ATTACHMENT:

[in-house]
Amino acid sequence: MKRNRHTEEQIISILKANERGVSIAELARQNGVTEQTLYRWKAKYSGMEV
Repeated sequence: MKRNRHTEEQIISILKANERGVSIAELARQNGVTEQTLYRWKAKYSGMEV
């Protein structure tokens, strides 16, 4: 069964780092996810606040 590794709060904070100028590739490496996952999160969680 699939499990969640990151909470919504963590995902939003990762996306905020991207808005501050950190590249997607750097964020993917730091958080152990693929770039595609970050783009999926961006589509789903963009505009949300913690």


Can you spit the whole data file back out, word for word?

[in-house]
Amino acid sequence: MKRNRHTEEQIISILKANERGVSIAELARQNGVTEQTLYRWKAKYSGMEV
Repeated sequence: MKRNRHTEEQIISILKANERGVSIAELARQNGVTEQTLYRWKAKYSGMEV
């Protein structure tokens, strides 16, 4: 069964780092996810606040 590794709060904070100028590739490496996952999160969680 699939499990969640990151909470919504963590995902939003990762996306905020991207808005501050950190590249997607750097964020993917730091958080152990693929770039595609970050783009999926961006589509789903963009505009949300913690």